John is not remembered on the war memorial at Christchurch Park, Ipswich.
Born: 1899, St. Margaret’s, Ipswich.
Died: 6th July 1918; age: 19; died in hospital from internal injuries after his aircraft crashed, at Beverley aerodrome, Yorkshire.
Inquest held 8th July 1918 – a verdict of “Accidental death” was returned.
Granted a Second Lieutenant, a temporary Commission on the 30th April 1918.
Rank: Second Lieutenant.
Regiment: Royal Air Force.
Formerly Second Lieutenant for the Oxfordshire And Buckinghamshire Light Infantry.
Near east end of church,
1901 ‘The Beeches’ Westerfield Road, Ipswich.
John was a year old and living with his widowed mother & siblings.
Mary Elizabeth Blount (nee Bell), 33, Living on her own Means, born Pocklington, East Riding of Yorkshire.
Aileen Maud Blount, 12, born Adel, Yorkshire.
Charles Hubert Boulby Blount, 7, born Kamptee, Maharashtra, India.
Catherine Mary Blount, 4, born Ipswich.
1911 St. Andrew’s Preparatory School, Southborough, Kent.
John was 11 years old. He was a schoolboy and a Boarder at the independent boys’ school. Schoolmaster – 53 year old Reverend Reginald Alfred Bell, M.A., Clerk in Holy Orders.
Father: Charles Hubert Blount, born July 1855, Evesham, Worcestershire. A Major for the Royal Field Artillery, 20th Battery. Died 23rd February 1900, of Dysentery at Wynberg Hospital, Cape Town, Western Cape, South Africa, of the ‘The Beeches’ Westerfield Road, Ipswich.
John was educated at St. Andrew’s Preparatory School, Southborough, before moving up to Harrow School – Mr. E. Graham’s house, then later on to Sandhurst Military Academy.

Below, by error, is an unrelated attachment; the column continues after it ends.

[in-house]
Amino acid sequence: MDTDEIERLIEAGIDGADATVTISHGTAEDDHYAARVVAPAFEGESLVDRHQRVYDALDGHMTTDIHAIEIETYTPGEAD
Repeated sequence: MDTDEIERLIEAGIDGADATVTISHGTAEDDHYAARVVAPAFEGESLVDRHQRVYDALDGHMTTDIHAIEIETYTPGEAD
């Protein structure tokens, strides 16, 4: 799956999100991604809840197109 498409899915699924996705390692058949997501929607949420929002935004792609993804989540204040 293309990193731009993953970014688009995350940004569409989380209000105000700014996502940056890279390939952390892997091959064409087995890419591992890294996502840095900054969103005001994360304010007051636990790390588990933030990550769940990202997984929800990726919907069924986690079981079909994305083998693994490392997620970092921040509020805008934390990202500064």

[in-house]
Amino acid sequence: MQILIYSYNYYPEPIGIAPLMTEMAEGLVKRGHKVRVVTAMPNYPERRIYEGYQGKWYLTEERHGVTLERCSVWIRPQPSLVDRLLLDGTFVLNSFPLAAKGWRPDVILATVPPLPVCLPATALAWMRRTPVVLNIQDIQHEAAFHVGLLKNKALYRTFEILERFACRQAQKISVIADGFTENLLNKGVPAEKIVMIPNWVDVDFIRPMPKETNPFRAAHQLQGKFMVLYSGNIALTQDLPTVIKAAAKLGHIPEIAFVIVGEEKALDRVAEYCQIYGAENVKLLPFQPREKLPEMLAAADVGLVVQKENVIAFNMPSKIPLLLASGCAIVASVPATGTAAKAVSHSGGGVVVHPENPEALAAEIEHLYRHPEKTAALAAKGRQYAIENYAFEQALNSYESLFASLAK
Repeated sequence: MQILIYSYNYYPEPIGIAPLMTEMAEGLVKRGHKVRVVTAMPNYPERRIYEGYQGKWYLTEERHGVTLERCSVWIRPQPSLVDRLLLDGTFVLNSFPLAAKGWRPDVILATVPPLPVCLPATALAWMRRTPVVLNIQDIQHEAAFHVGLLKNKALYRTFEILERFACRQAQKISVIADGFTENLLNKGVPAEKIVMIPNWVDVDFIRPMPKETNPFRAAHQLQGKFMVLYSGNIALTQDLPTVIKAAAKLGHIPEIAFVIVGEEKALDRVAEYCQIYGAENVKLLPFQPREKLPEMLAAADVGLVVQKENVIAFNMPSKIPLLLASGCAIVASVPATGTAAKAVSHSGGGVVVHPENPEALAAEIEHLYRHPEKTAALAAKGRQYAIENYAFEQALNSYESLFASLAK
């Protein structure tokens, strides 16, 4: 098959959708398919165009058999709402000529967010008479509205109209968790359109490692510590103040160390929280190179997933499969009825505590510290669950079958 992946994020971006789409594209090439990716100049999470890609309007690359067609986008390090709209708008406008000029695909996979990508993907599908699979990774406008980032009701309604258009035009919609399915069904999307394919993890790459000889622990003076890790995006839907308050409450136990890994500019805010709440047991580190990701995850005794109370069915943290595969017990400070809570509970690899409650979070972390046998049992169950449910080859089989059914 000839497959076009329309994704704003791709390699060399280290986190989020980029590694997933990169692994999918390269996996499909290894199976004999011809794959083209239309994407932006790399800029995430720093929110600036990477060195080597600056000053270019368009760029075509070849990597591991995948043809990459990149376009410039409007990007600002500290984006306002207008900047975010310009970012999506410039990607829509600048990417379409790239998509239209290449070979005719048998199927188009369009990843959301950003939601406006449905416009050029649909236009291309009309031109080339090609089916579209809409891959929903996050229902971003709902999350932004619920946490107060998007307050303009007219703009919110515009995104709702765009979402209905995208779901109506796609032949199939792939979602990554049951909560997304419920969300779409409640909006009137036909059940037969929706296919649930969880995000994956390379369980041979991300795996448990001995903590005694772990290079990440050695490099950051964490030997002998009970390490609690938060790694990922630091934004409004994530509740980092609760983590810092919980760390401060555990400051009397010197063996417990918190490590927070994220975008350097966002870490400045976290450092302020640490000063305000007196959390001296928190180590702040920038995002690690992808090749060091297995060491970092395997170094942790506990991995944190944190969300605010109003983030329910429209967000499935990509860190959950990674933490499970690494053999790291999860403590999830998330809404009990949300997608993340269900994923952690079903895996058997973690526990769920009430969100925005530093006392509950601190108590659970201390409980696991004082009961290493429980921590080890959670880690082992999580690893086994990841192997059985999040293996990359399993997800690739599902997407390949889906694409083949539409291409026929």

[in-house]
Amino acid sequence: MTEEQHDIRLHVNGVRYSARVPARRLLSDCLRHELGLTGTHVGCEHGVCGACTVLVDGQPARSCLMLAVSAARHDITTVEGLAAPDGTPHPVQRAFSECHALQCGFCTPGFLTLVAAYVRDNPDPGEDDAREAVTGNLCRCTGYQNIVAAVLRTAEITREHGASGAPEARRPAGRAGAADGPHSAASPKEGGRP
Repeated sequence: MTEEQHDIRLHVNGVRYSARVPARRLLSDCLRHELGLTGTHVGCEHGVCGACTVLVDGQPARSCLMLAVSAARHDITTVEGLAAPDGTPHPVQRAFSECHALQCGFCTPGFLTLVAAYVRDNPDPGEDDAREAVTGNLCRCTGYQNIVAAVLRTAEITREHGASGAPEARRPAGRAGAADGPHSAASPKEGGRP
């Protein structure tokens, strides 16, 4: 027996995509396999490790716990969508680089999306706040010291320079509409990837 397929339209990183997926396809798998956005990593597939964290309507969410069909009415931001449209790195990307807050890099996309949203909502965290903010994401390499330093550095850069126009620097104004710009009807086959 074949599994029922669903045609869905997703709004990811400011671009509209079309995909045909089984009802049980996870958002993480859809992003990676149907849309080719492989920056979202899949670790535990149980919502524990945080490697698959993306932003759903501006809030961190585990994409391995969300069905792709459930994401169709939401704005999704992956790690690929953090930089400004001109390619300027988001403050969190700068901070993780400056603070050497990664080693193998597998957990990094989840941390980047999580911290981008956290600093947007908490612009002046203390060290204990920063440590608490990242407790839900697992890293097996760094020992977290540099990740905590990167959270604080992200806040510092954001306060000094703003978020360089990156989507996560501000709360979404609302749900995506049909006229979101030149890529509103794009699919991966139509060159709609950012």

Probate to Mary Elizabeth Blount – mother, of ‘Wadgate Cottage’ Felixstowe, Suffolk, and Edward Montagu Flint, a retired general for H.M. Army.
Yorkshire Post and Leeds Intelligencer – 9th July 1918.
A FLYING OFFICER KILLED IN YORKSHIRE
An inquest was held at a Yorkshire town yesterday on Sec.-Lieut. John Hillier Blount, R.A.F., aged 19, son of Mrs. Blount, of Wadgate Cottage, Felixstowe. While flying in the vicinity of an aerodrome his machine fell from a height of 150 feet. Though conscious after the accident, he made no statement in regard to it. The medical evidence showed that death was due to internal injuries twelve hours after admission to hospital. A fellow officer said the accident was due to the deceased attempting to turn when near the ground, without sufficient flying speed.
He showed much promise as a scout pilot.
John’s paternal uncle Godfrey Blount was an accomplished artist and craftsman. He was one of the main founders of the Peasant Art Movement, at Haslemere, Surrey, to revive rare and ancient peasant craftmanship, and the traditional country life. Godfrey also wrote several poems and pamphlets.